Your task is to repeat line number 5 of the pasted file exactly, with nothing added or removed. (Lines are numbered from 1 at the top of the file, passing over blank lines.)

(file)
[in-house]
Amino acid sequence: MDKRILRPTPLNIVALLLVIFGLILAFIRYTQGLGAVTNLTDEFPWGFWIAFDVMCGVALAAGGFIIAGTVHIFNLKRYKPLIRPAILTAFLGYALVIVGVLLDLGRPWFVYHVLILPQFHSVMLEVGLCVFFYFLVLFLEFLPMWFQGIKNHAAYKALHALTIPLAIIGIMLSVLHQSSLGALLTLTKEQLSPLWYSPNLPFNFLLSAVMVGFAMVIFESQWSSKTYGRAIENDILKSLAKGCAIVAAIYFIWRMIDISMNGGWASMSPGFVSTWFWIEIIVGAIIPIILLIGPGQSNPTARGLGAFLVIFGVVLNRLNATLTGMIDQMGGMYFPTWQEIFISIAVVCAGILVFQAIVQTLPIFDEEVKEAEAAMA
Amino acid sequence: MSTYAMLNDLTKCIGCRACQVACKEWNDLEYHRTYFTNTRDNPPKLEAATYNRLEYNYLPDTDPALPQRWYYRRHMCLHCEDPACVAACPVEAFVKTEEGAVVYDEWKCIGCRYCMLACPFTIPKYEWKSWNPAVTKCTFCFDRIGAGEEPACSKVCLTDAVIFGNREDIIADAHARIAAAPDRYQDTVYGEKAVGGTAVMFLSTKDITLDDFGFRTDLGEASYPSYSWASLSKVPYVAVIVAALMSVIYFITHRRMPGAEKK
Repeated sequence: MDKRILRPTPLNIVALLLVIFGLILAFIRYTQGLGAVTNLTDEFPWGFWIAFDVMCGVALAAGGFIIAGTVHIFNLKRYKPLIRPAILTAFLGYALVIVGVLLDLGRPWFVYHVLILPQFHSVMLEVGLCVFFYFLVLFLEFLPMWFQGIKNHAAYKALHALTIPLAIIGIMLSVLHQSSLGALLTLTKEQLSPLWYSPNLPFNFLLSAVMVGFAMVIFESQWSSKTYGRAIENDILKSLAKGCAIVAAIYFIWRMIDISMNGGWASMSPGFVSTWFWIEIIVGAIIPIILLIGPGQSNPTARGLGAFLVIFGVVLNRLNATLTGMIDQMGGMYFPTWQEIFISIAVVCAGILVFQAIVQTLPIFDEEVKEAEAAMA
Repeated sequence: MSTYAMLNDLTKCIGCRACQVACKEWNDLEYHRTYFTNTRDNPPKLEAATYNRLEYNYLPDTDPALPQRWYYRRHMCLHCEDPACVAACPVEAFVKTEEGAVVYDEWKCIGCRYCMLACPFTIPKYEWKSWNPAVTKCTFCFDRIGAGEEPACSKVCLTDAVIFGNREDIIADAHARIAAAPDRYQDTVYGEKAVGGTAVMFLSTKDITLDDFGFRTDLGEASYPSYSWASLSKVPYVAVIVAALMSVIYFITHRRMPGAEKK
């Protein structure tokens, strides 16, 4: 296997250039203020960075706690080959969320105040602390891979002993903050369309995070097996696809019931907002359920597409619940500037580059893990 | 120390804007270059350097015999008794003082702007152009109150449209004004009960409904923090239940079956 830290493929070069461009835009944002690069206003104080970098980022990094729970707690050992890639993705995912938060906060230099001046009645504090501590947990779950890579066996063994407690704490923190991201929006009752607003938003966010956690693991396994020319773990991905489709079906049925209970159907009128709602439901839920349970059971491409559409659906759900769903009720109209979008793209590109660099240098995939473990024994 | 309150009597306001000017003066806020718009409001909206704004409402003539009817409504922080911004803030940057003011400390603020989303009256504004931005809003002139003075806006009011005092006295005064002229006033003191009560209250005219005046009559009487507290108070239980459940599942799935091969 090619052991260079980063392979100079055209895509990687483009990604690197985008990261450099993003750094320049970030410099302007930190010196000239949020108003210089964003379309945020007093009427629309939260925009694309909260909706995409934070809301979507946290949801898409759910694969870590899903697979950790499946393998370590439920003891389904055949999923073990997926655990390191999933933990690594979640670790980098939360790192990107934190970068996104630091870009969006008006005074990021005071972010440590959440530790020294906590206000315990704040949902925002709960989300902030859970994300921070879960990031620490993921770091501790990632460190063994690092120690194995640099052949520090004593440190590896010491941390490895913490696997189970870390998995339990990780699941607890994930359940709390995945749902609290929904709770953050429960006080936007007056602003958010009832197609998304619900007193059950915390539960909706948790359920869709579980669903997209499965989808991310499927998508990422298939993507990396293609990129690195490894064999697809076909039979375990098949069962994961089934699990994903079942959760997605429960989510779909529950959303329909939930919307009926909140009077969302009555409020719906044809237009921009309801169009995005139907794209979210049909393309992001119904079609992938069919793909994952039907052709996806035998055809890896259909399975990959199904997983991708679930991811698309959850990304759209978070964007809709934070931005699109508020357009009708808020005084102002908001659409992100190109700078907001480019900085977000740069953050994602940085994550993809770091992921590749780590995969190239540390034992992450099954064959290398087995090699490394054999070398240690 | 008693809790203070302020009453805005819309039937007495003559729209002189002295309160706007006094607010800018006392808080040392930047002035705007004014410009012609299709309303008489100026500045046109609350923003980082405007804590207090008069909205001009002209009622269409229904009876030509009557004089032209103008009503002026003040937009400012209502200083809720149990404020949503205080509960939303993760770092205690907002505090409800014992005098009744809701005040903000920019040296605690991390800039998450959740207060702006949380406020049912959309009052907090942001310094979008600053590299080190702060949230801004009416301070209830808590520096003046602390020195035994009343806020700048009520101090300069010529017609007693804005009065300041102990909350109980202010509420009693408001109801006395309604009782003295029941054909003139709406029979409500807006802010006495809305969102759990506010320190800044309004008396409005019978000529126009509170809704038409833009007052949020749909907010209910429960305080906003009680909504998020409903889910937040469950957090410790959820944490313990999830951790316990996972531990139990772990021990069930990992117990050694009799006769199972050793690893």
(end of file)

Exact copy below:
Repeated sequence: MSTYAMLNDLTKCIGCRACQVACKEWNDLEYHRTYFTNTRDNPPKLEAATYNRLEYNYLPDTDPALPQRWYYRRHMCLHCEDPACVAACPVEAFVKTEEGAVVYDEWKCIGCRYCMLACPFTIPKYEWKSWNPAVTKCTFCFDRIGAGEEPACSKVCLTDAVIFGNREDIIADAHARIAAAPDRYQDTVYGEKAVGGTAVMFLSTKDITLDDFGFRTDLGEASYPSYSWASLSKVPYVAVIVAALMSVIYFITHRRMPGAEKK